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‘Be patient with officers with no driving licences’

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While there were no funds for a satellite police station, he would provide a mobile police station for the community.

File photo: Tiro Ramatlhatse

THE PROVINCIAL Commissioner, Lieutenant-General Risimati Shivuri, yesterday requested Windsorton residents to be patient with the police officers who were recruited without having driving licences.

During a community meeting yesterday, Shivuri explained that he had personally travelled to Pretoria to motivate this concession for 333 warrant officers.

“We wanted to recruit officers from within the community, although they do not possess driving licences. The community must understand that they will not be able to get behind a steering wheel. They will not be able to drive to a scene. Alternatively, they will have to be accompanied by someone,” said Shivuri.

He stated that they would be given practical driving lessons after they had finished their college training.

He also requested the Windsorton community to give the station commander another chance and advised them to mend relations.

“The station commander and the councillor must work together.”

Shivuri indicated that he had appointed the station commander upon the request of the community that a local resident be placed in the position.

“I understand now that he is disappointing the community. I will bring in a pastor or traditional healer, so that he can change his ways,” he joked.

He instructed the station commander to hold monthly meetings with the community.

“This is the only way to improve relations and by law he is supposed to hold regular meetings to interact with the community and update them. Our police officers must not fight or be drunk in the job, because they are expected to adhere to a code of conduct and to show respect to the community.”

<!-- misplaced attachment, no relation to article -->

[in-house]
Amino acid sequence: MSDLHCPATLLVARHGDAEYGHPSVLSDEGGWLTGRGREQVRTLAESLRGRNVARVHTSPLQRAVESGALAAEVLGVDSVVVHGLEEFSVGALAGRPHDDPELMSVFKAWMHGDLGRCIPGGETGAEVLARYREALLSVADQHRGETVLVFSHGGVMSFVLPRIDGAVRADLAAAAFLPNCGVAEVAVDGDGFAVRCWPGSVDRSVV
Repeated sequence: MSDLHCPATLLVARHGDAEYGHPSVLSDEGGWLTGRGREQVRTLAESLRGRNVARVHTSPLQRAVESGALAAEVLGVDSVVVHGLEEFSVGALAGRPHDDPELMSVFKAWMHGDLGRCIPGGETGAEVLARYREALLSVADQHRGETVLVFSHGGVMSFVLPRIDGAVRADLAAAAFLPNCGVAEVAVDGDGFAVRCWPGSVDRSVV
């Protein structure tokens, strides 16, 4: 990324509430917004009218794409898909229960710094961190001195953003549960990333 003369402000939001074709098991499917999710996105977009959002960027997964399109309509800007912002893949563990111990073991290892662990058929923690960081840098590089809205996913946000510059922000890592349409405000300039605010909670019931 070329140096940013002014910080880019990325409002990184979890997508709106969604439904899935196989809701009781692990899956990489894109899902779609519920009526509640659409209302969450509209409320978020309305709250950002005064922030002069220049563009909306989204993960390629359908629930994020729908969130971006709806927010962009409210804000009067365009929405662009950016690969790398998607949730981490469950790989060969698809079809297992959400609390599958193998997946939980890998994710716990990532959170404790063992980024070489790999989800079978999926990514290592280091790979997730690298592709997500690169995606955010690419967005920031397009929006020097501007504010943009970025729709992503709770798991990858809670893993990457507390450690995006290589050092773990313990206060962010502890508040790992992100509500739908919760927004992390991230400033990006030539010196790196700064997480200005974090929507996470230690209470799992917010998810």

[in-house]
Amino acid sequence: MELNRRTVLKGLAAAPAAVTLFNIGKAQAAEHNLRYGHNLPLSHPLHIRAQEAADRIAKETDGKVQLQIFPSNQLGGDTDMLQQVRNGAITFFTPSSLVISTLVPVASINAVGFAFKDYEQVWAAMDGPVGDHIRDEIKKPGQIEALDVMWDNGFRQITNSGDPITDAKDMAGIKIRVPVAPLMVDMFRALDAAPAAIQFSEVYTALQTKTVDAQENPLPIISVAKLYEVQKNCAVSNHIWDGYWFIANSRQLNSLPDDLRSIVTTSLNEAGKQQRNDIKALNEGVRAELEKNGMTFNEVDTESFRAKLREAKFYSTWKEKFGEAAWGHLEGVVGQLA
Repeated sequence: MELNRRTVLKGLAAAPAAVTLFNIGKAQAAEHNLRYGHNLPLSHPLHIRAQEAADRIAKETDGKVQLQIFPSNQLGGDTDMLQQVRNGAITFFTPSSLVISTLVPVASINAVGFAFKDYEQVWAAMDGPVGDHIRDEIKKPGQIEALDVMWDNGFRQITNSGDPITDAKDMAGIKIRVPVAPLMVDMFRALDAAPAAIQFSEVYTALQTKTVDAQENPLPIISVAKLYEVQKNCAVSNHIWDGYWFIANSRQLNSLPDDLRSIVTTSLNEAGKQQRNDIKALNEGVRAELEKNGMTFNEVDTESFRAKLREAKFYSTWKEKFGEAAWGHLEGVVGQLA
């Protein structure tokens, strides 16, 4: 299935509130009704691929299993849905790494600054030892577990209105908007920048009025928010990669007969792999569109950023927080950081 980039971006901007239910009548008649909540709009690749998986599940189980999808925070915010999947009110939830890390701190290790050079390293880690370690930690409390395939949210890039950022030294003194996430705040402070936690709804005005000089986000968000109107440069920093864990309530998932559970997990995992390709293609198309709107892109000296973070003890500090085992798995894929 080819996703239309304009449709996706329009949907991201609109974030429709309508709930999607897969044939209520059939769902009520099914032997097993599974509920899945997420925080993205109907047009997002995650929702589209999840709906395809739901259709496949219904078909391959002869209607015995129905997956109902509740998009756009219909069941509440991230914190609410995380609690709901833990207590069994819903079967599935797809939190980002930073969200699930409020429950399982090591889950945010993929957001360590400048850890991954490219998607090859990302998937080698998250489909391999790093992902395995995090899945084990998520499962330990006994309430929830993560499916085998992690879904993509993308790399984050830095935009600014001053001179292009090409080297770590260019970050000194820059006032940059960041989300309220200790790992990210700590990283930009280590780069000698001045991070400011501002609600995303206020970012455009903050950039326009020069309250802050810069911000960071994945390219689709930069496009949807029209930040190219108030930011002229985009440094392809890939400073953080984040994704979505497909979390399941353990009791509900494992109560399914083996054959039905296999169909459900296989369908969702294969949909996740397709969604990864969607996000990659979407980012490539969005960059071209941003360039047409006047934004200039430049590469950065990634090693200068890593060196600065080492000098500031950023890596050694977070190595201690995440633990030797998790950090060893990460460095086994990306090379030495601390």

Shivuri promised that he would reopen dormant cases that had not been properly investigated. “No case will fall flat, they can be reopened at any time.

“There are drug dealers who are infiltrating the community from the Western Cape and Africa, who are taking advantage of the locals by making them dependent on drugs. We will elevate the matter to the cluster and provincial level to prevent information regarding raids from leaking out.”

He explained that while there were no funds for a satellite police station, he would provide a mobile police station for the community.

“The Windsorton police station is far away from the community. We will train volunteers from the community who will work closely with the station commander. We are aware of the incident involving the teacher.”

The MEC for Transport, Safety and Liaison, Lebogang Motlhaping, pointed out that the war against crime could only be won if the community and police respected and co-operated with each other.

He indicated that personnel were allocated to provinces based on the size of the population.

Motlhaping noted that while police were not permitted to use state resources for personal use, it was possible that they were transporting informants or complainants who had reported crimes.